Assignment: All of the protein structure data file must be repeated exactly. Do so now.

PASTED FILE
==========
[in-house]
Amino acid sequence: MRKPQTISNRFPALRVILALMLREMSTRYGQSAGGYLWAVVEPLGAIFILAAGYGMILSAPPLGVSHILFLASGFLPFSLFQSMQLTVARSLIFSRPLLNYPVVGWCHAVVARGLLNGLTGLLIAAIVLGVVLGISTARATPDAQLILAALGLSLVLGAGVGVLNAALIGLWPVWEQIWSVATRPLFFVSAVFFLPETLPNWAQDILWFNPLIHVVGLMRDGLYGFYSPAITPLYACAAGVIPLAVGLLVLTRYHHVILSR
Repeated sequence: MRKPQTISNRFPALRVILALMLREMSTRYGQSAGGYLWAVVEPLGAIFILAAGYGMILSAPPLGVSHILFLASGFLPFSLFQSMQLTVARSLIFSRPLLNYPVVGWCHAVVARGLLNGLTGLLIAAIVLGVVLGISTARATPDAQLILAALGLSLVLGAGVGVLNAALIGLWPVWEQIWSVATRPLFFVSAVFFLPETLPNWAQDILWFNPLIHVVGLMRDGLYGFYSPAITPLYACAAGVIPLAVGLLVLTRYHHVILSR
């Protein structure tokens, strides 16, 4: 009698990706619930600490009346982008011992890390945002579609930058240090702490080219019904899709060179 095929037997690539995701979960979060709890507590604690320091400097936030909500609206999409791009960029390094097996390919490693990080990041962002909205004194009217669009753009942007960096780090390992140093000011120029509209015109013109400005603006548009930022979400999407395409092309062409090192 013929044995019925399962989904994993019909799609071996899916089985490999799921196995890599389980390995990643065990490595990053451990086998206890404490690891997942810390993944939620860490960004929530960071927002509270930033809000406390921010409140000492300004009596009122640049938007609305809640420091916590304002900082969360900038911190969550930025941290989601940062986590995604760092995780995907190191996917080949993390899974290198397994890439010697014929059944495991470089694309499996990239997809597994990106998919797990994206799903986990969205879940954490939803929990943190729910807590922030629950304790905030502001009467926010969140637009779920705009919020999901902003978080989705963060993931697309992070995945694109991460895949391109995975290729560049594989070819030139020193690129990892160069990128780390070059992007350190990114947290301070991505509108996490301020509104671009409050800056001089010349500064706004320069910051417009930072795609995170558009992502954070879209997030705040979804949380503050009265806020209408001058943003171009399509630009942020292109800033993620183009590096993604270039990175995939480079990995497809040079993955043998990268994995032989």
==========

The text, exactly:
[in-house]
Amino acid sequence: MRKPQTISNRFPALRVILALMLREMSTRYGQSAGGYLWAVVEPLGAIFILAAGYGMILSAPPLGVSHILFLASGFLPFSLFQSMQLTVARSLIFSRPLLNYPVVGWCHAVVARGLLNGLTGLLIAAIVLGVVLGISTARATPDAQLILAALGLSLVLGAGVGVLNAALIGLWPVWEQIWSVATRPLFFVSAVFFLPETLPNWAQDILWFNPLIHVVGLMRDGLYGFYSPAITPLYACAAGVIPLAVGLLVLTRYHHVILSR
Repeated sequence: MRKPQTISNRFPALRVILALMLREMSTRYGQSAGGYLWAVVEPLGAIFILAAGYGMILSAPPLGVSHILFLASGFLPFSLFQSMQLTVARSLIFSRPLLNYPVVGWCHAVVARGLLNGLTGLLIAAIVLGVVLGISTARATPDAQLILAALGLSLVLGAGVGVLNAALIGLWPVWEQIWSVATRPLFFVSAVFFLPETLPNWAQDILWFNPLIHVVGLMRDGLYGFYSPAITPLYACAAGVIPLAVGLLVLTRYHHVILSR
């Protein structure tokens, strides 16, 4: 009698990706619930600490009346982008011992890390945002579609930058240090702490080219019904899709060179 095929037997690539995701979960979060709890507590604690320091400097936030909500609206999409791009960029390094097996390919490693990080990041962002909205004194009217669009753009942007960096780090390992140093000011120029509209015109013109400005603006548009930022979400999407395409092309062409090192 013929044995019925399962989904994993019909799609071996899916089985490999799921196995890599389980390995990643065990490595990053451990086998206890404490690891997942810390993944939620860490960004929530960071927002509270930033809000406390921010409140000492300004009596009122640049938007609305809640420091916590304002900082969360900038911190969550930025941290989601940062986590995604760092995780995907190191996917080949993390899974290198397994890439010697014929059944495991470089694309499996990239997809597994990106998919797990994206799903986990969205879940954490939803929990943190729910807590922030629950304790905030502001009467926010969140637009779920705009919020999901902003978080989705963060993931697309992070995945694109991460895949391109995975290729560049594989070819030139020193690129990892160069990128780390070059992007350190990114947290301070991505509108996490301020509104671009409050800056001089010349500064706004320069910051417009930072795609995170558009992502954070879209997030705040979804949380503050009265806020209408001058943003171009399509630009942020292109800033993620183009590096993604270039990175995939480079990995497809040079993955043998990268994995032989």